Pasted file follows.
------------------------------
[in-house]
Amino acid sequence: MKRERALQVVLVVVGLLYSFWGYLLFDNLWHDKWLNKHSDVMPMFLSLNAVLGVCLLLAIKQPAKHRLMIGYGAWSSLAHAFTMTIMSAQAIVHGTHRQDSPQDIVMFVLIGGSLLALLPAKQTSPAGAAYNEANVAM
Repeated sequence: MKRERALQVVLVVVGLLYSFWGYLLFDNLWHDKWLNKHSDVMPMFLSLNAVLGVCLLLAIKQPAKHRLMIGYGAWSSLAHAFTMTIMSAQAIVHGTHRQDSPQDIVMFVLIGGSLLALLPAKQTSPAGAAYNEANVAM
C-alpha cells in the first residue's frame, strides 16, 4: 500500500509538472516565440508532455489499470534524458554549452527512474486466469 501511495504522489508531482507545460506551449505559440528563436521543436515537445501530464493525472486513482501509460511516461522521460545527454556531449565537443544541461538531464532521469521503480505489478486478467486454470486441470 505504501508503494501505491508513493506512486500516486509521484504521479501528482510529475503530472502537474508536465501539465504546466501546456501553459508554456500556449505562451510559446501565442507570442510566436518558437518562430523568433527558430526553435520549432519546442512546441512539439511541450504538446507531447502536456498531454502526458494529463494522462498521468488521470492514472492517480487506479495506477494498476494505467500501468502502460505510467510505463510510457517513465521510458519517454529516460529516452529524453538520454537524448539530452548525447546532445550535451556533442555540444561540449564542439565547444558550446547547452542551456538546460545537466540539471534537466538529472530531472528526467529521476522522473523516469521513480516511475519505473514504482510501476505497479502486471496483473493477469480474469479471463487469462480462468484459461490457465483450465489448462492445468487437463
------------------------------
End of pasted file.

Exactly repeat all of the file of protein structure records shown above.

[in-house]
Amino acid sequence: MKRERALQVVLVVVGLLYSFWGYLLFDNLWHDKWLNKHSDVMPMFLSLNAVLGVCLLLAIKQPAKHRLMIGYGAWSSLAHAFTMTIMSAQAIVHGTHRQDSPQDIVMFVLIGGSLLALLPAKQTSPAGAAYNEANVAM
Repeated sequence: MKRERALQVVLVVVGLLYSFWGYLLFDNLWHDKWLNKHSDVMPMFLSLNAVLGVCLLLAIKQPAKHRLMIGYGAWSSLAHAFTMTIMSAQAIVHGTHRQDSPQDIVMFVLIGGSLLALLPAKQTSPAGAAYNEANVAM
C-alpha cells in the first residue's frame, strides 16, 4: 500500500509538472516565440508532455489499470534524458554549452527512474486466469 501511495504522489508531482507545460506551449505559440528563436521543436515537445501530464493525472486513482501509460511516461522521460545527454556531449565537443544541461538531464532521469521503480505489478486478467486454470486441470 505504501508503494501505491508513493506512486500516486509521484504521479501528482510529475503530472502537474508536465501539465504546466501546456501553459508554456500556449505562451510559446501565442507570442510566436518558437518562430523568433527558430526553435520549432519546442512546441512539439511541450504538446507531447502536456498531454502526458494529463494522462498521468488521470492514472492517480487506479495506477494498476494505467500501468502502460505510467510505463510510457517513465521510458519517454529516460529516452529524453538520454537524448539530452548525447546532445550535451556533442555540444561540449564542439565547444558550446547547452542551456538546460545537466540539471534537466538529472530531472528526467529521476522522473523516469521513480516511475519505473514504482510501476505497479502486471496483473493477469480474469479471463487469462480462468484459461490457465483450465489448462492445468487437463